Author: Salman Rushdie
Publisher: Hamish Hamilton- Penguin
Salman Rushdie’s Quichotte is an account of a postmodern man standing at the brink of the collapse of civilization staring at his own reflection. The man is the author Sam DuChamp and his reflection is the character that he creates, Quichotte. So there is a story within the story. The primary narrative is that of Quichotte and his quest to win the love of a TV star. Travelling across America, Quichotte is accompanied by his imaginary son Sancho.
Through his characters, the author DuChamp has a face-off with the challenges of his own life. As Quichotte moves on in his quest, the boundaries between fact and fiction blur and the author’s own life is laid bare so that what Rushdie has presented here becomes not just a mere novel but also an account of the very process of writing this (meta-fictional) novel. In this sense, it does talk about the subjectivity of the writer and the way writers seek substitute gratification in their writing.
Quichotte is primarily a postmodern novel. There are a lot many (I’d rather say way too many) references to the Pop culture. As characteristic of the postmodern world, there is a blend of both high as well as low culture. Of course some of these references were lost on me. As a matter of fact, I haven’t read Cervantes’s Don Quixote. But that didn’t hamper my reading experience in any way.
The theme of the loss of the real, that is the inability to differentiate between the real and the ‘real’ is predominant in the first half of the book. In the later part, Rushdie is more obsessed with the theme of death and the end of the world. Among others the themes of racism, cyber crime and drug abuse form an important part of the narrative. The very opening line of the novel establishes its diasporic nature. As such the ideas of alienation and identity crisis come as no surprise for the readers. Sancho, the imaginary son of Quichotte is a prototype of the existential human being.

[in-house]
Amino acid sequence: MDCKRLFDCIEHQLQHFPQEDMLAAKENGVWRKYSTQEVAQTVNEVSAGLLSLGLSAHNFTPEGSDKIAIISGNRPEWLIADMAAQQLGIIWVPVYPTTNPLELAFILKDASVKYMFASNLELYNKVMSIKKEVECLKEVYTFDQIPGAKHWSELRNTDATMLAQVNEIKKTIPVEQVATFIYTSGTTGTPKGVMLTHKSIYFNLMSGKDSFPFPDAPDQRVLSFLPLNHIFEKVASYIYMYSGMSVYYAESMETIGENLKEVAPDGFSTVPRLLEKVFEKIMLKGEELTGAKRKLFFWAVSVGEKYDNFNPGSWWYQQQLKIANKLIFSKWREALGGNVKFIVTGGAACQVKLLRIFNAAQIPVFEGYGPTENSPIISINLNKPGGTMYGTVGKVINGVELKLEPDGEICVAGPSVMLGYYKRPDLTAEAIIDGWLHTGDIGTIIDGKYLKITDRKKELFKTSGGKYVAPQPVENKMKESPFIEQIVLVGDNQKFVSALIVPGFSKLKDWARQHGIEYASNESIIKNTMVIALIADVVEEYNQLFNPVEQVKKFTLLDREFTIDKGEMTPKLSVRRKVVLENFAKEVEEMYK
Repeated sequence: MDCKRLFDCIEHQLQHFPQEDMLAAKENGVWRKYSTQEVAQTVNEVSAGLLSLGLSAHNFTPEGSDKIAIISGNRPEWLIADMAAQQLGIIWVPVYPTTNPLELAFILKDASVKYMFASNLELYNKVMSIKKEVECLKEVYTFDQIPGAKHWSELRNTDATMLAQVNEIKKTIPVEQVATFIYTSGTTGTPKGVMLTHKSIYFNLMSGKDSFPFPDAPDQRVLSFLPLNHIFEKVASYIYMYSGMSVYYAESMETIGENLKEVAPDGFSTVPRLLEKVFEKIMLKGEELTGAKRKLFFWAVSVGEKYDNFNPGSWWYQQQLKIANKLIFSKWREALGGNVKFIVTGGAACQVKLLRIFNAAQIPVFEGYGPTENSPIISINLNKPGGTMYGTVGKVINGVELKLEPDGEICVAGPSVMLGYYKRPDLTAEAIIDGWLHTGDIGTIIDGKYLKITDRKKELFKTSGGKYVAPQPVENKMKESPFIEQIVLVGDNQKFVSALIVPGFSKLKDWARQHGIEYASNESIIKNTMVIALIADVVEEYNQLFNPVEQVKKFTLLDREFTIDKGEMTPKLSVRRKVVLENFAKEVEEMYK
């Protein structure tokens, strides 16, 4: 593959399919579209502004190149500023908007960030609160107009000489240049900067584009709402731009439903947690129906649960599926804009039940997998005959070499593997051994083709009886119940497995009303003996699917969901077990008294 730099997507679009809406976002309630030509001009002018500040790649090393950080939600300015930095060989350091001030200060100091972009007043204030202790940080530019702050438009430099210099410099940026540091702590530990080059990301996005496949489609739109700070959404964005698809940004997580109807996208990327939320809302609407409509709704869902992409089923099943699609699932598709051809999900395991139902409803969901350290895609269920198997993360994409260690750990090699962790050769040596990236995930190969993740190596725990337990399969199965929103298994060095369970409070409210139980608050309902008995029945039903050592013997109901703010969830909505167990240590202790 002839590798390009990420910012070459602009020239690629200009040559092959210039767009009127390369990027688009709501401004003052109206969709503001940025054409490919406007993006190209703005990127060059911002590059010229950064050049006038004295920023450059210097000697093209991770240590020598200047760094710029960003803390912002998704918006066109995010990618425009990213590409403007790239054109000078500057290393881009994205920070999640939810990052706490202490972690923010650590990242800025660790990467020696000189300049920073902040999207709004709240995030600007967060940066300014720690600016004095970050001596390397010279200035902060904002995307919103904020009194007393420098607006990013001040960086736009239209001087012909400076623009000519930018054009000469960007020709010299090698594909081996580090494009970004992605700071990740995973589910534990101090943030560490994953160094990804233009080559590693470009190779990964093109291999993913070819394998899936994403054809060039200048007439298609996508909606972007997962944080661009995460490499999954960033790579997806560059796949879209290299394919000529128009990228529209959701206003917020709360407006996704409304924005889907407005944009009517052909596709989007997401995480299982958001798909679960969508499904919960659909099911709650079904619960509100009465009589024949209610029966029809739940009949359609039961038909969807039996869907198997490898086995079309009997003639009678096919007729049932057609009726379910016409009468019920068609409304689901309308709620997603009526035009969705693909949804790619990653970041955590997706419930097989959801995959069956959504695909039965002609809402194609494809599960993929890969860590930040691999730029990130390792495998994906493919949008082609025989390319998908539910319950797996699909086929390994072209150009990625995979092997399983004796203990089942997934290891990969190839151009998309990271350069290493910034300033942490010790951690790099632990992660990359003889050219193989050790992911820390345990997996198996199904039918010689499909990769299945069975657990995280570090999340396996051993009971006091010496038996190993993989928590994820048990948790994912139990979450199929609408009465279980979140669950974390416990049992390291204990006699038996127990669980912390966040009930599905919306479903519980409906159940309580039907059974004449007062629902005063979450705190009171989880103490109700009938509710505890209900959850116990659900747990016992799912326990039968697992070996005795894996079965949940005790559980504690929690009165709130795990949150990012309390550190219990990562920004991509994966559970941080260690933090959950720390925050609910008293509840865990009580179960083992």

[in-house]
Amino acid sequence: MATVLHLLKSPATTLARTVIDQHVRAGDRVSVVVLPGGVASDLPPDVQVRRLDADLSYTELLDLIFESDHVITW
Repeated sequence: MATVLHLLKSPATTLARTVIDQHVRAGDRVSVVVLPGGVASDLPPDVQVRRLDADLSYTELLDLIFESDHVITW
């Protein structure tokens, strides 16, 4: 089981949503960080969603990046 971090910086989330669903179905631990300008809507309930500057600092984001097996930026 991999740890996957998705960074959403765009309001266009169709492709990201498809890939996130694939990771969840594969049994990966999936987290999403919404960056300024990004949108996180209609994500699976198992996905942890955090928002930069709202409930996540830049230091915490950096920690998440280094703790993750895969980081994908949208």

The motif of Duality has been employed throughout the narrative, be it the duality of names of citites (Bombay/Mumbai) or chacarters (titular Quichotte/Quixote, Salma R/ Salma C, and so on), the duality of past and present, the duality of real and the virtually real, the duality of the-chosen-short-pleasant narrative of our life and the-actual-ugly-hidden-longer narrative of our life. As characteristic of Rushdie’s works, there is plenty of Magical Realism. But having recently read Murakami, I wasn’t very impressed by Rushdie’s magical realism.
Rushdie’s prose is a delight to read. He writes long sentences often spanning over a paragraph. At certain parts, Rushdie plays with language (Bambaii, for instance) and also presents a GLocal (Global+Local) version of English. Rushdie has also employed the famous Whitmanian catalogue technique so that often his sentences are long catalogues of several things. But these catalogues are not always fun to read. Further at times, ideas are force fed to the readers and did not seem to be congruent with the plot.
Despite all the intellectual stuff, there are also basic human emotions as explored through the background story of several characters, particularly the Brother-Sister duo. Quichotte’s quest through the seven valleys is actually a quest towards redemption, which ends with the merging of the self into the Self (the Hindu idea of Aatma and Parmatma). So in the final analysis Quichotte does come across as a alienated man seeking redemption in this hopeless world.
I enjoyed this book for the greater part and I enjoyed the ending as well. But the plot has been certainly compromised. I’ve read Don DeLillo’s White Noise, which according to me is a masterpiece on the postmodern world. But that doesn’t stop me from recommending this book. Read it for what it is.
He talked about wanting to take on the destructive, mind-numbing junk culture of his time just as Cervantes had gone to war with the junk culture of his own age. He said he was trying to write about impossible, obsessional love, father-son relationships, sibling quarrels, and yes, unforgivable things; about Indian immigrants, racism towards them, crooks fictional and ‘real’ realities, the death of the author, the end of the world.
My Rating: **** (4/5)
What do you think about this book? Which is your favourite book by Rushdie? And what;s your take on magical realism? Do share your thoughts. Thanks.
*I was sent a copy by the Publisher, in exchange for a review. Views expressed are entirely personal and unbiased.*